New Location Takes History Into the Future for State Historical Society
The State Historical Society of Missouri houses the state’s largest collection of oral histories, newspapers dating back to the year 1808, 12,000 Civil War manuscript pages, and more than 30,000 pieces of art, all adding up to more than 74 football fields worth of material, according to SHSMO.
Until now, these collections were housed in the basement of Ellis Library on the campus of the University of Missouri.
That’s all about to change.
“My favorite thing is the openness of this building,” says State Historical Society Senior Associate Executive Director Gerald Hirsch.
Standing in the open atrium of the Center for Missouri Studies on a recent mid-July morning, Hirsch said the Center - the brand new home of the State Historical Society of Missouri - isn’t just any building.
The white oak used in the atrium’s grand staircase comes from southeast Missouri and Poplar Bluff. The limestone of the structure comes from historic St. Genevieve County. And the building design is the result of about a decade’s worth of discussion between Kansas City-based architects Gould Evans and SHSMO staff.
“The process from design has been probably one of the unique aspects of this building,” said Hirsch. “We had every member of our staff attend various meetings, to talk directly with the architects about their needs.”
At the Center for Missouri Studies building, which overlooks Peace Park on the edge of MU’s campus, the word confluence comes up a lot. While the state of Missouri itself features a merging of two rivers, staff say they hope the building itself will reflect a confluence of people, history, the town and the university - all coming together in this $35 million, 76,000 square-foot building.
Executive Director Gary Kremer says for him the building process began more than a decade ago - in the state capitol. In 2008, he went to the Capitol corridors and started talking about the need for a new space. With a national financial crisis and drastic state budget cuts, it was a bad time to start the conversation.
But Kremer says he found getting legislators on board with the project was easier than he expected - whatever side of the aisle they were on, they had something in common: Missouri.
“I'm a fifth generation Missourian,” said Kremer. “I love Missouri. I love its history. And I encountered people who shared that love, regardless of their political persuasion, regardless of their party, regardless of the region of the state. "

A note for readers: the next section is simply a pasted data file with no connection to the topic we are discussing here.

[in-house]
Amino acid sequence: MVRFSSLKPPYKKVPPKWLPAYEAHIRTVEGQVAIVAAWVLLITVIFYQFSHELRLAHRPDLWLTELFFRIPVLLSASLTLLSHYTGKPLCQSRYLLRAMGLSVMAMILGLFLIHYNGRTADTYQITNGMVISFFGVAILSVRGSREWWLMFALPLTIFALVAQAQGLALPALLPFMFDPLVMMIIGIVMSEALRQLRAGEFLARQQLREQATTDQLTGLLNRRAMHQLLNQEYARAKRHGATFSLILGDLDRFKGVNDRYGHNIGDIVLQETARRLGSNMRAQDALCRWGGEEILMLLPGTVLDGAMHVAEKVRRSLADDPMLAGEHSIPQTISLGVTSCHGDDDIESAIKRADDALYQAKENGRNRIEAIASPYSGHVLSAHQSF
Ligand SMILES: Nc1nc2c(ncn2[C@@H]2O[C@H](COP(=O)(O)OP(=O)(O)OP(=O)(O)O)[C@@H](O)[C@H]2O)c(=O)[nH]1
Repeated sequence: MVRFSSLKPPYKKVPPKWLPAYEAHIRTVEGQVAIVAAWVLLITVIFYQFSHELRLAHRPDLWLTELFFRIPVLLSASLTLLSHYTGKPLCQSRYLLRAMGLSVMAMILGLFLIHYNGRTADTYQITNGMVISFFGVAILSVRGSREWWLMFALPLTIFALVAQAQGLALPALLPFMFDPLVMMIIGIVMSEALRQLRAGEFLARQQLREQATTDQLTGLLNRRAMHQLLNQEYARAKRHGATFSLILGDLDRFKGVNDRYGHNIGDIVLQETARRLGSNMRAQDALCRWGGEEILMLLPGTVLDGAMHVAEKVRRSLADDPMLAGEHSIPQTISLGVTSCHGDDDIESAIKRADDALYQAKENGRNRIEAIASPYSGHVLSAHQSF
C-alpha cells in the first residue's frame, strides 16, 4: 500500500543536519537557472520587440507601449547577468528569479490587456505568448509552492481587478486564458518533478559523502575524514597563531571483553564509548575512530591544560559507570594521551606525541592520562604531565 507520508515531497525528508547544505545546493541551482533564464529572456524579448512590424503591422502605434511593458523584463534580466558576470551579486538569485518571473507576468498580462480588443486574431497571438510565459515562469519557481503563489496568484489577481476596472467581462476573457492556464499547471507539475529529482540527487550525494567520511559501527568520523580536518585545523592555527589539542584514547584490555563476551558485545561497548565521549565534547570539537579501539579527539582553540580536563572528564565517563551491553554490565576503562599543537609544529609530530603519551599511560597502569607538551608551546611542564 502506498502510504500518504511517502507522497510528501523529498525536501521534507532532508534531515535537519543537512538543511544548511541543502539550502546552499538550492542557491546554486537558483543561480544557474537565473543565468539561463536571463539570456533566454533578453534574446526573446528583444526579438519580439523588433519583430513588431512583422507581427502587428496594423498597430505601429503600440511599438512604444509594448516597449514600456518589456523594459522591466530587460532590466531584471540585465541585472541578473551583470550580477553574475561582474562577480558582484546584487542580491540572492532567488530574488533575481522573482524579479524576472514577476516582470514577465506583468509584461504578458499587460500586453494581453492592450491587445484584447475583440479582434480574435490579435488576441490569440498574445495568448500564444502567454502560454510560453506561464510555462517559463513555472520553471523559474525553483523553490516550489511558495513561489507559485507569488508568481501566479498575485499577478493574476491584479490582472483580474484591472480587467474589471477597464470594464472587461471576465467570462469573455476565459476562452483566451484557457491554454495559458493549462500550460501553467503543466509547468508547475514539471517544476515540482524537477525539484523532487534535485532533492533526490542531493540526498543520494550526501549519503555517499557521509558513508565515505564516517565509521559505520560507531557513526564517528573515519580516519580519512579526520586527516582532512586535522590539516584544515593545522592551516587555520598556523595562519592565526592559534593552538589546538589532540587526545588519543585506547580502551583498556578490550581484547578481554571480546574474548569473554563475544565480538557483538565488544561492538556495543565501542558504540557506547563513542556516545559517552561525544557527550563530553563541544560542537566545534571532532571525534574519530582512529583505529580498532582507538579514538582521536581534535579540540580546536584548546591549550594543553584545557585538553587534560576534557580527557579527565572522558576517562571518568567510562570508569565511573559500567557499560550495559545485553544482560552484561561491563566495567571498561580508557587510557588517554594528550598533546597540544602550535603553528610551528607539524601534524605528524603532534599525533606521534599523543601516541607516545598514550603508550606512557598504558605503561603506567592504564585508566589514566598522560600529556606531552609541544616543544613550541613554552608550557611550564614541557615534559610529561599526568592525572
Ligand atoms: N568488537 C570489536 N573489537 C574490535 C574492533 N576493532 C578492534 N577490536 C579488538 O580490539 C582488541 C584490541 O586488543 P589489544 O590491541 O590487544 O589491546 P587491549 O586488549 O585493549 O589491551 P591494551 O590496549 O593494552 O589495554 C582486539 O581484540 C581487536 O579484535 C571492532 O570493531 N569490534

In 2015, the $35 million in bonds was approved by the state legislature.
And this summer historical society curators and staff have been busy moving the collections – including about 58,000 reels of microfilm, 44 historic-map cabinets, family papers and letters from the Civil War and the Santa Fe trail into the offices, storage spaces and galleries. It helps that the space they are moving into is more than triple the size of their former space at Ellis Library.
Art collections curator Joan Stack said the best of the SHS art pieces tie universal historic experiences that tie the past to the present day.
“We are the State Historical Society of Missouri,” said Stack. “And one of the things we want to do with the artwork is help people better understand history through the art.”
For instance, Stack said works in the gallery like George Caleb Bingham’s “Order Number 11” document a historic refugee experience that we see unfolding today, and might not associate with Missouri.
“Art has the ability to bring you into different period of history in a way that really good text does,” said Stack. “It really appeals to various senses. It has a strong emotional component. And, even seeing these works in person rather than see them in a book, you can see how large many of them are and that creates a certain experience.”
Kremer said for him the building is more than a physical space.
“For me, it’s almost a sacred place,” he said. “It's a place of, again, contemplation and reflection, and research and understanding, and a place for people to come to grips with the question of what is Missouri and who are Missourians? And how have those answers changed over time?”
The State Historical Society’s Center for Missouri Studies celebrates a grand opening this Saturday, August 10th, and the public is invited to the celebration.
Kremer said he hopes visitors discover a places that encourages “a greater understanding of the complexity of this place we call Missouri.”